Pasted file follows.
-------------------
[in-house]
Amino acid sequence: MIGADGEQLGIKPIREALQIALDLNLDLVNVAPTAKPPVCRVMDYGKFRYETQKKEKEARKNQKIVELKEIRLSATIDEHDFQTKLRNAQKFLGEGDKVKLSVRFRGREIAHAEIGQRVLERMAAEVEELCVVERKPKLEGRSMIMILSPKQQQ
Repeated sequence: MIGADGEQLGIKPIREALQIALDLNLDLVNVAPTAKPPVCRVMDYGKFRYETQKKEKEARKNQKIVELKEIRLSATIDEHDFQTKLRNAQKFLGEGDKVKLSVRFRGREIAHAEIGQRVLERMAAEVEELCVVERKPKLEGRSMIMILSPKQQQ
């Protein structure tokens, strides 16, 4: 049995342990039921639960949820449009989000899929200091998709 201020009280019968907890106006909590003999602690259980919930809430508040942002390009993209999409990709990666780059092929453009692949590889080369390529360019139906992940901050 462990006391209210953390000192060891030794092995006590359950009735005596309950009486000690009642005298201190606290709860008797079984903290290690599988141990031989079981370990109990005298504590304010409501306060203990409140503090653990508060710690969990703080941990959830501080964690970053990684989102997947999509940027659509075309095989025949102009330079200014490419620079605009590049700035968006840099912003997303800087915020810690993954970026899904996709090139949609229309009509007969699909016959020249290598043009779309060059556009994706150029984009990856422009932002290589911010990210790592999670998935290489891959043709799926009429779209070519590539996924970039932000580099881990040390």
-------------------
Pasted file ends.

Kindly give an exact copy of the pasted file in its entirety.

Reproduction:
[in-house]
Amino acid sequence: MIGADGEQLGIKPIREALQIALDLNLDLVNVAPTAKPPVCRVMDYGKFRYETQKKEKEARKNQKIVELKEIRLSATIDEHDFQTKLRNAQKFLGEGDKVKLSVRFRGREIAHAEIGQRVLERMAAEVEELCVVERKPKLEGRSMIMILSPKQQQ
Repeated sequence: MIGADGEQLGIKPIREALQIALDLNLDLVNVAPTAKPPVCRVMDYGKFRYETQKKEKEARKNQKIVELKEIRLSATIDEHDFQTKLRNAQKFLGEGDKVKLSVRFRGREIAHAEIGQRVLERMAAEVEELCVVERKPKLEGRSMIMILSPKQQQ
């Protein structure tokens, strides 16, 4: 049995342990039921639960949820449009989000899929200091998709 201020009280019968907890106006909590003999602690259980919930809430508040942002390009993209999409990709990666780059092929453009692949590889080369390529360019139906992940901050 462990006391209210953390000192060891030794092995006590359950009735005596309950009486000690009642005298201190606290709860008797079984903290290690599988141990031989079981370990109990005298504590304010409501306060203990409140503090653990508060710690969990703080941990959830501080964690970053990684989102997947999509940027659509075309095989025949102009330079200014490419620079605009590049700035968006840099912003997303800087915020810690993954970026899904996709090139949609229309009509007969699909016959020249290598043009779309060059556009994706150029984009990856422009932002290589911010990210790592999670998935290489891959043709799926009429779209070519590539996924970039932000580099881990040390």